Missing and Murdered Indigenous Women
MKO is committed to working along side with families, communities and leadership towards ensuring the upcoming national inquiry is inclusive of our northern communities. We are also working with the federal government to support immediate actions aimed at addressing a root causes that result in violence against Indigenous women and girls.
There is no greater pain then not knowing what has happened to a loved one. Unfortunately, this is all to common in the Indigenous community where the United Nations, Amnesty International, and Human Rights Watch has noted a crisis level of violence against Indigenous women and girls. In fact, the new Liberal government has noted that the amount of Murdered and Missing women could be higher then 4000 victims. Many of these cases have not been solved. What is even more alarming is that Amnesty International, Human Rights Watch and the United Nations have noted that the government has failed in ensuring that Indigenous women and girls are provided with the same standard of safety as experienced by other Canadians. This has been acknowledged by the current Liberal government who will be launching a National Inquiry as early as July to explore issues that have resulted in our current crisis.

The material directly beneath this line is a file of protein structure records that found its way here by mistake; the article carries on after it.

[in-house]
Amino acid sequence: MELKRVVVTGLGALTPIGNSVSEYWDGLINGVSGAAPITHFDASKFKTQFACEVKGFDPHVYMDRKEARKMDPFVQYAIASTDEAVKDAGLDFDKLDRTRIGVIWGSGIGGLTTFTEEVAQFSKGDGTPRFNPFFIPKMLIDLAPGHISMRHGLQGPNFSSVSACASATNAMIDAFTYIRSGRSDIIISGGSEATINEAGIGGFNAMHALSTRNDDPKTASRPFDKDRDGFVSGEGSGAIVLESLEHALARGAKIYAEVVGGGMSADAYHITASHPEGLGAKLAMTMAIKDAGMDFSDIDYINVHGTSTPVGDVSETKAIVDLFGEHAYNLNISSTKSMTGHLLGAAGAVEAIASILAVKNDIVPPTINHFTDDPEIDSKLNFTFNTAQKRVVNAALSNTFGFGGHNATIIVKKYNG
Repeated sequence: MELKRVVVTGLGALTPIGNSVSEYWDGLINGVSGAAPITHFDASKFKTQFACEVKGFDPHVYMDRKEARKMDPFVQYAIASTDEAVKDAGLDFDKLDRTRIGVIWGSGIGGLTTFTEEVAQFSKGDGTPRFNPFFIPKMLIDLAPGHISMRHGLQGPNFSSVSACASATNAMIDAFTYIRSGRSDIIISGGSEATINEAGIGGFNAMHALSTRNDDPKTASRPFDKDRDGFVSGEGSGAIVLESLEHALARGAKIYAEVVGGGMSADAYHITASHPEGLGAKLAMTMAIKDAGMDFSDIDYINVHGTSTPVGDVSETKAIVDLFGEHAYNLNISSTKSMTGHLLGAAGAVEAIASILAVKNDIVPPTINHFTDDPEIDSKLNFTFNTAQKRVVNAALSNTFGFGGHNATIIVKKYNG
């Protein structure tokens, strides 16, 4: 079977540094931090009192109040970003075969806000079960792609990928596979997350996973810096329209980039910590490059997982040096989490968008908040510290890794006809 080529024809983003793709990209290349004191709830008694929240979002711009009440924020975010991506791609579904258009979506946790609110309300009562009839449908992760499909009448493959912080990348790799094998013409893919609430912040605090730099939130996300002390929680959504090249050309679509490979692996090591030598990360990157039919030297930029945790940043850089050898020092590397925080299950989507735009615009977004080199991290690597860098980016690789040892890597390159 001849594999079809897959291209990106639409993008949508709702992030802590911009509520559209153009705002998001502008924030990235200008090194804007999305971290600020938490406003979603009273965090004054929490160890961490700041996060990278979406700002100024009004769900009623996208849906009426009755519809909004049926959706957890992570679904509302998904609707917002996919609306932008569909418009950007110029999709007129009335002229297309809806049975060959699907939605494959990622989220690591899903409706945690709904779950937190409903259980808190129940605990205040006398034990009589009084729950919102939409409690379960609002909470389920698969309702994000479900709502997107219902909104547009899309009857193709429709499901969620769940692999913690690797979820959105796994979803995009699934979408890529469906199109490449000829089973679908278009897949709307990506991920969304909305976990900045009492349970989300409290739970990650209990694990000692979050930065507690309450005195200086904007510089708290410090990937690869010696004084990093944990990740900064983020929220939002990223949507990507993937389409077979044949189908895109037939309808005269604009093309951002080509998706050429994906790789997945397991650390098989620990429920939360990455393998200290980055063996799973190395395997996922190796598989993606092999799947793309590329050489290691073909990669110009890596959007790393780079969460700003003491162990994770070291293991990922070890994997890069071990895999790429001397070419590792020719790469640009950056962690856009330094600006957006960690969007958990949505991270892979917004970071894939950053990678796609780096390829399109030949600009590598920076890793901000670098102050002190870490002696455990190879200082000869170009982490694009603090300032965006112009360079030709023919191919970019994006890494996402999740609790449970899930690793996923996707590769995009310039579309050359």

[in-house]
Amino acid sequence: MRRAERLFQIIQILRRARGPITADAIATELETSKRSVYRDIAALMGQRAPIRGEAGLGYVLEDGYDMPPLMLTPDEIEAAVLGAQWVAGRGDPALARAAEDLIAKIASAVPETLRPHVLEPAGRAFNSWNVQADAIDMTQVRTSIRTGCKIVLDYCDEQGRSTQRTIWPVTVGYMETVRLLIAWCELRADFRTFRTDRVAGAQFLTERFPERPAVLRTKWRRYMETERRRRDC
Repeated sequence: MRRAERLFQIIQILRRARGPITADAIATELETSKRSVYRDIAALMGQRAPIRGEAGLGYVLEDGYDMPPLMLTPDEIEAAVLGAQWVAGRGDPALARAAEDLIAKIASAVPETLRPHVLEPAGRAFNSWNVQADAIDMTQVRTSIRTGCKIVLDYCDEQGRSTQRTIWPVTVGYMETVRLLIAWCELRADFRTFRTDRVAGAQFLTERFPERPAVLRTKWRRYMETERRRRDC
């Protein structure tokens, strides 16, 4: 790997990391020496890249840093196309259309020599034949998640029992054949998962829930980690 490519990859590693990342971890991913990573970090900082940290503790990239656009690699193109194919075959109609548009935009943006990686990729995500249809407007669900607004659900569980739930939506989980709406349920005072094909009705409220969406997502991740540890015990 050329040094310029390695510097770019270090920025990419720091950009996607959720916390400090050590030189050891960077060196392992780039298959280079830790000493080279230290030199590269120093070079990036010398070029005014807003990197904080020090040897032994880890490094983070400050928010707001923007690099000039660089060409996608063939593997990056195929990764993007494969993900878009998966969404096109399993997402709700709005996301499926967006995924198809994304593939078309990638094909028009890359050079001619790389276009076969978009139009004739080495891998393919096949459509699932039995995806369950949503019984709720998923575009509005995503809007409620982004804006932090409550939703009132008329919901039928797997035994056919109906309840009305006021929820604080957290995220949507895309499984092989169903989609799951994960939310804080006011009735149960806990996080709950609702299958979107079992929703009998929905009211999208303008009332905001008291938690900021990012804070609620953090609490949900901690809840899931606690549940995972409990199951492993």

MKO leadership is committed to supporting the efforts of our northern families in their search for answers. We recognize that our families cannot rest until they know what has happened to their loved ones. As such, addressing the issue of the MMIW is one of the key priority areas of MKO. It is our hope that this will result in a realization of programs and services that support a reduction in violence experiencing by Indigenous women and girls in the future.
In August 2014 Canadians were shocked when the body of a young teenager, Tina Fontaine, washed up onto the banks of the Red River. The media attention that accompanied this discovery galvanized an awareness in Canada of an all too common phenomena: Murdered and Missing Indigenous Women (MMIW). Moved by what I had read in the papers, I took my camera to the banks of the Red River where an ad hoc group of local Native peoples were dragging the Red River search for missing loved ones. It was there that I met TV journalist, Sheila North Wilson, a Cree woman from the Oxford House First Nation, who has championed this issue of MMIW for many years. Together we decided to produce a film that would try to answer the haunting question: “Why have so many young Indigenous people been murdered or gone missing. And why has this met with such indifference in Canada?”